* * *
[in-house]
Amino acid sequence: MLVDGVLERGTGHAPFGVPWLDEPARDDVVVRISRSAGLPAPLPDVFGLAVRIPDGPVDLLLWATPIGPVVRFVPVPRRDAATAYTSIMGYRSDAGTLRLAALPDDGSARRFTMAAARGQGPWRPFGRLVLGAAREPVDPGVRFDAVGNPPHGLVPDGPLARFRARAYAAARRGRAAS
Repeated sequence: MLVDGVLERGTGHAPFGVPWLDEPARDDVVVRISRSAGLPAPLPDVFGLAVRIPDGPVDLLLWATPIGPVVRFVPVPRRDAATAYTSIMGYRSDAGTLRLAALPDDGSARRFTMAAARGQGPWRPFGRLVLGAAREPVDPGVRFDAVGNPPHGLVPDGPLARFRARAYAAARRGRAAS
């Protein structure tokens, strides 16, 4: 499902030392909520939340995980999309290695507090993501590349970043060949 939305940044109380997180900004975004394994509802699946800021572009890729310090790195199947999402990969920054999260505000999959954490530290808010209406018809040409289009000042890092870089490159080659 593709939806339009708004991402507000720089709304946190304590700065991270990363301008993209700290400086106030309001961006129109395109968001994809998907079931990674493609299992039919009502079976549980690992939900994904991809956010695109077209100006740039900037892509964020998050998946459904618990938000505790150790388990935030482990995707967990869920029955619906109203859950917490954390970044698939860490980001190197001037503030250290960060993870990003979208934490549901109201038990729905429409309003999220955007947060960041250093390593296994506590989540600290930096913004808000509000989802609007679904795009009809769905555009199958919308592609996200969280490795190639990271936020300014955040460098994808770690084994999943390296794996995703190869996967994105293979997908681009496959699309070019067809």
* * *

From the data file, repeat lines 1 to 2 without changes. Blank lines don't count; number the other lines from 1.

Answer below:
[in-house]
Amino acid sequence: MLVDGVLERGTGHAPFGVPWLDEPARDDVVVRISRSAGLPAPLPDVFGLAVRIPDGPVDLLLWATPIGPVVRFVPVPRRDAATAYTSIMGYRSDAGTLRLAALPDDGSARRFTMAAARGQGPWRPFGRLVLGAAREPVDPGVRFDAVGNPPHGLVPDGPLARFRARAYAAARRGRAAS